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Circuits: find current in the resistors

  1. Mar 22, 2004 #1
    Ok, so what i got here is a drawing of a circuit. It's rectangular, with points a & b making up one side of the rectangle. It's a symetrical diagram-use your imagination...

    7
    4 __w__ 9
    __w__| |__w__
    | |__w__| |
    | 18 |
    | |
    a b

    The "w"'s are the resistors, and the number closest is it's resistance in ohms.

    a) Find the equivalent resistance btw points a & b.

    Easy. Add the resistance in parallel (1/R), then in series. I got 18.04 ohms.

    b) If a potential difference of 34.0 V is applied between points a & b calculate the current in each resistor.

    My main problem is I'm confused about the concept of "voltage drop". I know that the current is constant in series, but the voltage is not. That means by the time the current gets to the two resistors in parallel, the voltage is less that 34 V, right? How much less. Do you subtract the resistance of the first resistor (4 ohms) from the voltage-so the voltage entering the resistors in parallel is 30 V? Now voltage is the same in parallel- but also is the sum of the resistors? Hmmm, unless 25=30, I suspect an error in my thinking here...

    Help!
     
  2. jcsd
  3. Mar 22, 2004 #2
    whoa that diagram got a little funky...basically point a connects to a 4 ohm resistor in series, which leads to a (junction?) errr two resistors in parallel: the top is 7 ohms, the bottom is 18 ohms, which connects to the final resistor in series at 9 ohms then to point b.
     
  4. Mar 22, 2004 #3
    Use the [ code ] tag next time: :smile:
    Code (Text):

             7
       4   __w__   9
     __w__|     |__w__
    |     |__w__|     |
    |       18        |
    |                 |
    a                 b
     
     
  5. Mar 22, 2004 #4
    Just imagine you have a battery of 30V between points A and B. First you need to find the total current of the circuit, which is given by V/R(total). This is the current that goes through both the 4ohm and 9ohm resistors, so that's part of the question done.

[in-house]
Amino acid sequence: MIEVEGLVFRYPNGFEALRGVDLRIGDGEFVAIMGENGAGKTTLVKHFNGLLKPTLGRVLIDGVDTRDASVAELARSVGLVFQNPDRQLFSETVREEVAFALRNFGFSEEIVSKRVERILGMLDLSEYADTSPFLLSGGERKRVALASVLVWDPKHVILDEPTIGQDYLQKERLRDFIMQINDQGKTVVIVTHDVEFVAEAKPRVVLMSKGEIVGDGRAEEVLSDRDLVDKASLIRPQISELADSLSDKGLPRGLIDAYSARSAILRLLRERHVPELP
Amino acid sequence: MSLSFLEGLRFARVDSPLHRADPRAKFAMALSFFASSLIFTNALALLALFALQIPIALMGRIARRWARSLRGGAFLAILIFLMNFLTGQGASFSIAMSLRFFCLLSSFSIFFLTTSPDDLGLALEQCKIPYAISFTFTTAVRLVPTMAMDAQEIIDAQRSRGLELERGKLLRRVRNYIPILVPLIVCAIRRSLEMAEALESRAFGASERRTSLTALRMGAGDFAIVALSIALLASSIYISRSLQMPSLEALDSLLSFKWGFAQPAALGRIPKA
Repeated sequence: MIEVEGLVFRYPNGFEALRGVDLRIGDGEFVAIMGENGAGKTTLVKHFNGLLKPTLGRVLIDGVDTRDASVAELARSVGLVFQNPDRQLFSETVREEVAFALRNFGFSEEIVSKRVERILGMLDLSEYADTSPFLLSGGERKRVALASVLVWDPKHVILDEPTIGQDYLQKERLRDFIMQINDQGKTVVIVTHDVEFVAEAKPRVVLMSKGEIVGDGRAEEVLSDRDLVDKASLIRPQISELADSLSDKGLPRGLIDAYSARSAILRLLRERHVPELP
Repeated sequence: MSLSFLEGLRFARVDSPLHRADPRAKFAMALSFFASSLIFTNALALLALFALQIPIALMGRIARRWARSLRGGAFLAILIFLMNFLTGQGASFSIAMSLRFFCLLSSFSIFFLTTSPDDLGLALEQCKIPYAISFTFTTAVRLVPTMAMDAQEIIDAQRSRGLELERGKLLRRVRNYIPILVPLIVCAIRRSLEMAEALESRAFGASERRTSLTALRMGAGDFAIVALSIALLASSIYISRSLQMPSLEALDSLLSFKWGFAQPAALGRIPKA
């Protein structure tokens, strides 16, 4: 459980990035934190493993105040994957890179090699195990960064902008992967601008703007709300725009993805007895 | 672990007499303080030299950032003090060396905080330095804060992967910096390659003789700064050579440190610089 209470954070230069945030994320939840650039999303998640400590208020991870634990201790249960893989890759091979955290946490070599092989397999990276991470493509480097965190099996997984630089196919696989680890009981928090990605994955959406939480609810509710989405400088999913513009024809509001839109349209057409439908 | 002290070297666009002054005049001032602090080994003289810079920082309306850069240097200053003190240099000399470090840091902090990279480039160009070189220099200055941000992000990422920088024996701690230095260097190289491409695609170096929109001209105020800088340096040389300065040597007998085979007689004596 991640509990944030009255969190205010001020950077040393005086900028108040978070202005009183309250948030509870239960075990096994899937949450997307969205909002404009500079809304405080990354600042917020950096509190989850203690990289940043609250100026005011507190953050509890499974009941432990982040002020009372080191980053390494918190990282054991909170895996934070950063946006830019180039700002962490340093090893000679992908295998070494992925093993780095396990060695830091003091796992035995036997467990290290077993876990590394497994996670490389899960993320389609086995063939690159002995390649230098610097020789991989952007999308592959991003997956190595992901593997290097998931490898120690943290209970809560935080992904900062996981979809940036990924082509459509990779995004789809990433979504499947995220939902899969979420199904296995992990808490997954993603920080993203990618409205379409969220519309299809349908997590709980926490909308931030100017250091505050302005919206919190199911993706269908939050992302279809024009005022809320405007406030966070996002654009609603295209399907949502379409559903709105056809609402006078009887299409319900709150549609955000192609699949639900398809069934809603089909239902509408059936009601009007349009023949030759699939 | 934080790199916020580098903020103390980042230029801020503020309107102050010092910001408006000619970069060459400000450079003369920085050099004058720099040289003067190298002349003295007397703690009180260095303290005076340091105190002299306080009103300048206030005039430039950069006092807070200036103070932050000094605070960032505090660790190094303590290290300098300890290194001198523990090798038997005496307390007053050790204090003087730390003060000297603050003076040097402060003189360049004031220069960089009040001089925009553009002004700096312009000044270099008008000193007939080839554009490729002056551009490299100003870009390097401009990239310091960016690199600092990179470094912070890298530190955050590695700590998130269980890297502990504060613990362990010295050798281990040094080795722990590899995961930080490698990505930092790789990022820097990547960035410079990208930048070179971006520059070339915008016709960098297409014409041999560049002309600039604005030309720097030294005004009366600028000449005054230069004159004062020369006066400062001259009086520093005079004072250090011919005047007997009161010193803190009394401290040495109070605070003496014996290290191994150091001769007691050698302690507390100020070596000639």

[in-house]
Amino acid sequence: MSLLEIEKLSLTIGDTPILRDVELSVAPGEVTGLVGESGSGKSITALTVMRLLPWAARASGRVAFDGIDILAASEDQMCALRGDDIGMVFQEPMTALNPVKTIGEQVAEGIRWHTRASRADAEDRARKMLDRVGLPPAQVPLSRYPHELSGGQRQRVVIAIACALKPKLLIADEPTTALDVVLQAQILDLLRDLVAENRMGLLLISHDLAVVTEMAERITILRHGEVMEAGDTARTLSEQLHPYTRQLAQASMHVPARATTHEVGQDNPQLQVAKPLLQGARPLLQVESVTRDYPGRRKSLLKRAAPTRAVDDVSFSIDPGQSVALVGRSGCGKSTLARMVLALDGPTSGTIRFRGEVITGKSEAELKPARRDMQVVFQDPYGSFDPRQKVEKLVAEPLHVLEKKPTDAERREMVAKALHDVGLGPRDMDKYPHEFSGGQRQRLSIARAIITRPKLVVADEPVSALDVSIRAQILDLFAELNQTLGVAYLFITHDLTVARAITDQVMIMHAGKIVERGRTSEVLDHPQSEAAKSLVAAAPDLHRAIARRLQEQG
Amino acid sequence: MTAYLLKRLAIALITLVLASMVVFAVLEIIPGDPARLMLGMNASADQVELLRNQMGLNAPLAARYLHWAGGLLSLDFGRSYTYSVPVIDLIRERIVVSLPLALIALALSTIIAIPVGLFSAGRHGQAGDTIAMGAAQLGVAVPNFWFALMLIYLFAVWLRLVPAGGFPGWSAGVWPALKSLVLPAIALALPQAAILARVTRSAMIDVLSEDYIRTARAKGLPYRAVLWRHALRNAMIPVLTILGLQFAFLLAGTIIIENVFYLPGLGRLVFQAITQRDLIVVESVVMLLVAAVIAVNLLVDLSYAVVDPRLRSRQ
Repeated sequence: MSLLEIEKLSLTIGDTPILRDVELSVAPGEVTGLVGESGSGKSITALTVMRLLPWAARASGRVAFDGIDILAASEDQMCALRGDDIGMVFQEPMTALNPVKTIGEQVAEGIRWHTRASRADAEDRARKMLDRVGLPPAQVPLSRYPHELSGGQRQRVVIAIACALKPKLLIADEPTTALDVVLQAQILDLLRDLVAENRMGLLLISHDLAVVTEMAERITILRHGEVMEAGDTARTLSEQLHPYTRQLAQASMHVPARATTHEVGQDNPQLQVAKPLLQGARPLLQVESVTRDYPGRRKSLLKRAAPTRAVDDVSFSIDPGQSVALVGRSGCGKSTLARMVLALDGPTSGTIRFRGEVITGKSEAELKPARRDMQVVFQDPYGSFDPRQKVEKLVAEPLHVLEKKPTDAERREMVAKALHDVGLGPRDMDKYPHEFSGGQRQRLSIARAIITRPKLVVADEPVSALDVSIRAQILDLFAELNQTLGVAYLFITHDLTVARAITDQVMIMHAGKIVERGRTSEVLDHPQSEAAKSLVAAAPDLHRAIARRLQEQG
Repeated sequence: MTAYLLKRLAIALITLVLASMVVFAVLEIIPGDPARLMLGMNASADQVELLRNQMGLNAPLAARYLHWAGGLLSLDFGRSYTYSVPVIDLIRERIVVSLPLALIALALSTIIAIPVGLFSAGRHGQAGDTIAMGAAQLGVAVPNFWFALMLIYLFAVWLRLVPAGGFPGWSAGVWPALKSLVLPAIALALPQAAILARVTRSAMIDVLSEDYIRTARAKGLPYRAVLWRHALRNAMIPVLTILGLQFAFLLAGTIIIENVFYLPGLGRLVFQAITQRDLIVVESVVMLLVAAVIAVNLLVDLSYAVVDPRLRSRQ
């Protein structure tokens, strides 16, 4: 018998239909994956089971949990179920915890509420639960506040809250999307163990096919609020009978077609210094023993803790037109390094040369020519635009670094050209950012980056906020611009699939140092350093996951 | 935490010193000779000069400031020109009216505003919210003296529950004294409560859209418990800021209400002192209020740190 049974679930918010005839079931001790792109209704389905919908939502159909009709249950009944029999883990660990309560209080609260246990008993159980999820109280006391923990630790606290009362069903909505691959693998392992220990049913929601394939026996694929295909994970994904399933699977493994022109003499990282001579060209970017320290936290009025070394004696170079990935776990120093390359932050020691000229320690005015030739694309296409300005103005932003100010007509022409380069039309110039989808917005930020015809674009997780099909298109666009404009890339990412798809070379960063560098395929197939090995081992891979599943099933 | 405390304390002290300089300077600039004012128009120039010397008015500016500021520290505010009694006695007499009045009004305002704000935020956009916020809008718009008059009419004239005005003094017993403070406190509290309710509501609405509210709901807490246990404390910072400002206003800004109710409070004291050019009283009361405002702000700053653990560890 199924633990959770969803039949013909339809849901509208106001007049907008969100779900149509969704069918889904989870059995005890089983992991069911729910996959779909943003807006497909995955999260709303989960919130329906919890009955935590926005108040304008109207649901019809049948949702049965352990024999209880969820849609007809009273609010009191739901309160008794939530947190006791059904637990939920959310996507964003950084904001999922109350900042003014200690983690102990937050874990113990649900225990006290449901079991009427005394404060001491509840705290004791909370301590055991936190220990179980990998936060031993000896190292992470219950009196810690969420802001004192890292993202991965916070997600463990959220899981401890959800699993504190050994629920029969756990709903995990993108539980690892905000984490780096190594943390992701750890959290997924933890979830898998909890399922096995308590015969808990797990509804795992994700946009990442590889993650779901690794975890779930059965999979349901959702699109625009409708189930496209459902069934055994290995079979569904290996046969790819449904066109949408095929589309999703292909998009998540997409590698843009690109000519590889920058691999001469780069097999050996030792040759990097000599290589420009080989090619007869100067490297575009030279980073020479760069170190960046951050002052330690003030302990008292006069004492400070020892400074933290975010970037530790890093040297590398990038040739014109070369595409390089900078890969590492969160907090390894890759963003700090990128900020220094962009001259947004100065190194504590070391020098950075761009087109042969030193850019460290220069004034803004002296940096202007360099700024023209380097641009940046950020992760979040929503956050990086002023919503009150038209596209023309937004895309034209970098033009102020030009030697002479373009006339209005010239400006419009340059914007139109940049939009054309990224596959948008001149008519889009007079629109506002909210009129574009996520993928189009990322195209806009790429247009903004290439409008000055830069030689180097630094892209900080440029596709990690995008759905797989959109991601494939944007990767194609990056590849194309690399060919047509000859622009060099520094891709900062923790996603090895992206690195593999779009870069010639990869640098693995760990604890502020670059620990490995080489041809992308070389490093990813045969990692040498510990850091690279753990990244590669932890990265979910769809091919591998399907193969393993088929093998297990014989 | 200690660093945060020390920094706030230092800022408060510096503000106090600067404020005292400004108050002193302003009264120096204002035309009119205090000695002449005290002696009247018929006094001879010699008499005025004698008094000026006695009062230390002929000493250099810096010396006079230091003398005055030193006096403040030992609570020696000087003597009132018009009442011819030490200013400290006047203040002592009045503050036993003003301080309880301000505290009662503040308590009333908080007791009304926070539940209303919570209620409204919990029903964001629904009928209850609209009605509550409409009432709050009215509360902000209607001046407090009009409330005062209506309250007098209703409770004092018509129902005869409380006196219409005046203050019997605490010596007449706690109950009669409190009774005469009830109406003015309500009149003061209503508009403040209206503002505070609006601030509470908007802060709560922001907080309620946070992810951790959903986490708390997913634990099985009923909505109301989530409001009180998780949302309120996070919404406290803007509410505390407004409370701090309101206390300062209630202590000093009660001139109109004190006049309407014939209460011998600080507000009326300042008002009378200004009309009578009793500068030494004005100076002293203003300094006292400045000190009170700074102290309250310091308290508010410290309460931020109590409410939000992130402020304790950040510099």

For parallel resistors, you know that the voltage on them is equivalent (and not the current). Therefore:
    [tex]V_1 = V_2 = I_1R_1 = I_2R_2[/tex]
    [tex]\frac{I_1}{I_2} = \frac{R_2}{R_1} = \frac{7}{18}[/tex]
    This is one equation with two unknowns, so you can't solve it. Luckily you also know that the sum of the two currents should be equal to the total current in the circuit, i.e:
    [tex]I_1 + I_2 = I_T = \frac{V}{R_T} = \frac{34}{18.04} = 1.885[/tex]
    So now you have 2 equations with 2 unknowns, easy to solve. :smile:
     
  6. Mar 22, 2004 #5
    thank you!
     
  7. Mar 22, 2004 #6
    So you don't "lose" any current anywhere in the circuit, right? It doesn't dissipate somewhere in the resistors or to an outside source?
     
  8. Mar 22, 2004 #7
    I'm not familiar with the term "losing current", sorry. Current is defined as the flow of charges (namely, electrons) in the circuit and those are certainly not going anywhere. The only thing you do "lose" is energy, which goes into heating the resistors as the charges flow through them.
     
  9. Mar 22, 2004 #8
    Mabye you meant to ask "is the current divided somewhere in the circuit"? To that the answer is yes. When two resistors are connected in parallel the potential drop on them is equal, but the current isn't, it's divided between the resistors like I showed above. :smile:
     
  10. Mar 22, 2004 #9
    Got it. Thanks again! :smile:
     
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